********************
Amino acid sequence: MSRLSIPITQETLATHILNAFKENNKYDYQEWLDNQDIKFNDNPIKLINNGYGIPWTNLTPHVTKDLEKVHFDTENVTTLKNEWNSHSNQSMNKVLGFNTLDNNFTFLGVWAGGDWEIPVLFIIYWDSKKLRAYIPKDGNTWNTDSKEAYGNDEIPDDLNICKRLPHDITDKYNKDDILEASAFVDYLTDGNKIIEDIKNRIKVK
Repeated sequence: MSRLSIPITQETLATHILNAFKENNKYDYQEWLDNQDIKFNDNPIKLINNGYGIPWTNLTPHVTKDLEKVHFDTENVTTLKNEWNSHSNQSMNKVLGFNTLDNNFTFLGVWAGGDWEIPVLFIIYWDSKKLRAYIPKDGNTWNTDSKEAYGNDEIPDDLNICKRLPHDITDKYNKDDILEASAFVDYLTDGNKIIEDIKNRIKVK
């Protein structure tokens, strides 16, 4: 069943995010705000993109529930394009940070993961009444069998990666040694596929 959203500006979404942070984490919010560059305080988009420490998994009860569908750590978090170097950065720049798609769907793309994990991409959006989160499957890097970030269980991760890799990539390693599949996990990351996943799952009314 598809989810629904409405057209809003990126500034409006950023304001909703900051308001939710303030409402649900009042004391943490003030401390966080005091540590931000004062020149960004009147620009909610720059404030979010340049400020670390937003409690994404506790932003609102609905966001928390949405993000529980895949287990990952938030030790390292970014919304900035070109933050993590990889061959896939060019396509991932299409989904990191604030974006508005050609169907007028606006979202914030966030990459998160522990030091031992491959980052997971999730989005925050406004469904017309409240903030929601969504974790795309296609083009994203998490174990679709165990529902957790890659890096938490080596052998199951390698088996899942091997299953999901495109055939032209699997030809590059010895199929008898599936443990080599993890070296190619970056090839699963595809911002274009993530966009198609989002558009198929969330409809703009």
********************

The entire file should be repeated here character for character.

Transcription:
Amino acid sequence: MSRLSIPITQETLATHILNAFKENNKYDYQEWLDNQDIKFNDNPIKLINNGYGIPWTNLTPHVTKDLEKVHFDTENVTTLKNEWNSHSNQSMNKVLGFNTLDNNFTFLGVWAGGDWEIPVLFIIYWDSKKLRAYIPKDGNTWNTDSKEAYGNDEIPDDLNICKRLPHDITDKYNKDDILEASAFVDYLTDGNKIIEDIKNRIKVK
Repeated sequence: MSRLSIPITQETLATHILNAFKENNKYDYQEWLDNQDIKFNDNPIKLINNGYGIPWTNLTPHVTKDLEKVHFDTENVTTLKNEWNSHSNQSMNKVLGFNTLDNNFTFLGVWAGGDWEIPVLFIIYWDSKKLRAYIPKDGNTWNTDSKEAYGNDEIPDDLNICKRLPHDITDKYNKDDILEASAFVDYLTDGNKIIEDIKNRIKVK
């Protein structure tokens, strides 16, 4: 069943995010705000993109529930394009940070993961009444069998990666040694596929 959203500006979404942070984490919010560059305080988009420490998994009860569908750590978090170097950065720049798609769907793309994990991409959006989160499957890097970030269980991760890799990539390693599949996990990351996943799952009314 598809989810629904409405057209809003990126500034409006950023304001909703900051308001939710303030409402649900009042004391943490003030401390966080005091540590931000004062020149960004009147620009909610720059404030979010340049400020670390937003409690994404506790932003609102609905966001928390949405993000529980895949287990990952938030030790390292970014919304900035070109933050993590990889061959896939060019396509991932299409989904990191604030974006508005050609169907007028606006979202914030966030990459998160522990030091031992491959980052997971999730989005925050406004469904017309409240903030929601969504974790795309296609083009994203998490174990679709165990529902957790890659890096938490080596052998199951390698088996899942091997299953999901495109055939032209699997030809590059010895199929008898599936443990080599993890070296190619970056090839699963595809911002274009993530966009198609989002558009198929969330409809703009």